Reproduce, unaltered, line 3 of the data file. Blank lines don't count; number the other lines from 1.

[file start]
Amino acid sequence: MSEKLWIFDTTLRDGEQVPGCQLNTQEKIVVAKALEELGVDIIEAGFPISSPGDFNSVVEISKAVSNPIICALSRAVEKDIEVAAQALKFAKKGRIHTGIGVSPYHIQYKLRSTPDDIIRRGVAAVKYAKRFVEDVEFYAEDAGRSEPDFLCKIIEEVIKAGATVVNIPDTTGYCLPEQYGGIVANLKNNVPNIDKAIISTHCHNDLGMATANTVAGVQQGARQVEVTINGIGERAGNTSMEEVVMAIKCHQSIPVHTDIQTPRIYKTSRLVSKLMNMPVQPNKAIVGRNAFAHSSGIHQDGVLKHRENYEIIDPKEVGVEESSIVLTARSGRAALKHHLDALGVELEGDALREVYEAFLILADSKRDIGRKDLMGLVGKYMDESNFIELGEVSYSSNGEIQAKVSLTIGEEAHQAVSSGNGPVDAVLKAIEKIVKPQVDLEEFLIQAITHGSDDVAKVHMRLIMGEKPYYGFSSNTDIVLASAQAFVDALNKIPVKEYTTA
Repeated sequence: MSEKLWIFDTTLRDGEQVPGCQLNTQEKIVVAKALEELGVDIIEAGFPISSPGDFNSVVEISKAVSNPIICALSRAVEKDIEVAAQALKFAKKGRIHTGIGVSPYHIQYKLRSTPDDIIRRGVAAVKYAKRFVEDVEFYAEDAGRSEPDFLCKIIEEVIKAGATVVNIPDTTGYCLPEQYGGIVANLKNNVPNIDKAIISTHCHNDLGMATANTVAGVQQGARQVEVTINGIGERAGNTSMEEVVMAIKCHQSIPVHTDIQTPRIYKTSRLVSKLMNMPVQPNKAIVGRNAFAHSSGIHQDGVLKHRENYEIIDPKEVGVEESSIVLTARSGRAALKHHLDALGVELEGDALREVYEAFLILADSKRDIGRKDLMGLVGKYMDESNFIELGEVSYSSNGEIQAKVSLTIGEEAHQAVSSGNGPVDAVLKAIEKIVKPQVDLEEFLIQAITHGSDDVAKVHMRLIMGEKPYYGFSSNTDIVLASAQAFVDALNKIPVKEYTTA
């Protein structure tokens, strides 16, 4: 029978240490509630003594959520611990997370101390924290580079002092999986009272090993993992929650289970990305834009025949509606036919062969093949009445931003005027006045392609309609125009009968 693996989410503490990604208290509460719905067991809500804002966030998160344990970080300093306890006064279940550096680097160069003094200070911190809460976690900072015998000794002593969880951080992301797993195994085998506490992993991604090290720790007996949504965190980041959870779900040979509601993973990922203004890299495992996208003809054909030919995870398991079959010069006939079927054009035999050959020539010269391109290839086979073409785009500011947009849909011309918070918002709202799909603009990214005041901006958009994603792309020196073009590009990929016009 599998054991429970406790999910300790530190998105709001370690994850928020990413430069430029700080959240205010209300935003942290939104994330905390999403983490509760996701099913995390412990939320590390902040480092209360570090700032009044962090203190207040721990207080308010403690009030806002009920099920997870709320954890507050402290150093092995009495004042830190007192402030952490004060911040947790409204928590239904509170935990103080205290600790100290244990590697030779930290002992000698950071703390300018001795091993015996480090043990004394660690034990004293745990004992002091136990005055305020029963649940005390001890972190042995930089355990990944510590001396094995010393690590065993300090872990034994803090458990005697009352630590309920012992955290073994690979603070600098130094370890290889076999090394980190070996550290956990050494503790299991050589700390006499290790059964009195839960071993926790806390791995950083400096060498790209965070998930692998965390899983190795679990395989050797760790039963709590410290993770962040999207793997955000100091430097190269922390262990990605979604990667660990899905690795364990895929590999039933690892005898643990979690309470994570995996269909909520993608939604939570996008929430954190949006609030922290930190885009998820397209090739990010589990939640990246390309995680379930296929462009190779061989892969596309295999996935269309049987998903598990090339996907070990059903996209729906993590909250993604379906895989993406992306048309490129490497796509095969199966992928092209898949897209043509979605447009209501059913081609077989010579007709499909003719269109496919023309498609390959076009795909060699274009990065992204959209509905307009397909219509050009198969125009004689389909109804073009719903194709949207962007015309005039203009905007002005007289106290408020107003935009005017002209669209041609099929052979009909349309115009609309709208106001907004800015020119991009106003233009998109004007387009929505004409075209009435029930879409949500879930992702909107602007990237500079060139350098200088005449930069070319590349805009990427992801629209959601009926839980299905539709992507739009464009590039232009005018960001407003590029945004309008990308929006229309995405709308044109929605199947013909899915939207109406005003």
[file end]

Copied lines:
């Protein structure tokens, strides 16, 4: 029978240490509630003594959520611990997370101390924290580079002092999986009272090993993992929650289970990305834009025949509606036919062969093949009445931003005027006045392609309609125009009968 693996989410503490990604208290509460719905067991809500804002966030998160344990970080300093306890006064279940550096680097160069003094200070911190809460976690900072015998000794002593969880951080992301797993195994085998506490992993991604090290720790007996949504965190980041959870779900040979509601993973990922203004890299495992996208003809054909030919995870398991079959010069006939079927054009035999050959020539010269391109290839086979073409785009500011947009849909011309918070918002709202799909603009990214005041901006958009994603792309020196073009590009990929016009 599998054991429970406790999910300790530190998105709001370690994850928020990413430069430029700080959240205010209300935003942290939104994330905390999403983490509760996701099913995390412990939320590390902040480092209360570090700032009044962090203190207040721990207080308010403690009030806002009920099920997870709320954890507050402290150093092995009495004042830190007192402030952490004060911040947790409204928590239904509170935990103080205290600790100290244990590697030779930290002992000698950071703390300018001795091993015996480090043990004394660690034990004293745990004992002091136990005055305020029963649940005390001890972190042995930089355990990944510590001396094995010393690590065993300090872990034994803090458990005697009352630590309920012992955290073994690979603070600098130094370890290889076999090394980190070996550290956990050494503790299991050589700390006499290790059964009195839960071993926790806390791995950083400096060498790209965070998930692998965390899983190795679990395989050797760790039963709590410290993770962040999207793997955000100091430097190269922390262990990605979604990667660990899905690795364990895929590999039933690892005898643990979690309470994570995996269909909520993608939604939570996008929430954190949006609030922290930190885009998820397209090739990010589990939640990246390309995680379930296929462009190779061989892969596309295999996935269309049987998903598990090339996907070990059903996209729906993590909250993604379906895989993406992306048309490129490497796509095969199966992928092209898949897209043509979605447009209501059913081609077989010579007709499909003719269109496919023309498609390959076009795909060699274009990065992204959209509905307009397909219509050009198969125009004689389909109804073009719903194709949207962007015309005039203009905007002005007289106290408020107003935009005017002209669209041609099929052979009909349309115009609309709208106001907004800015020119991009106003233009998109004007387009929505004409075209009435029930879409949500879930992702909107602007990237500079060139350098200088005449930069070319590349805009990427992801629209959601009926839980299905539709992507739009464009590039232009005018960001407003590029945004309008990308929006229309995405709308044109929605199947013909899915939207109406005003």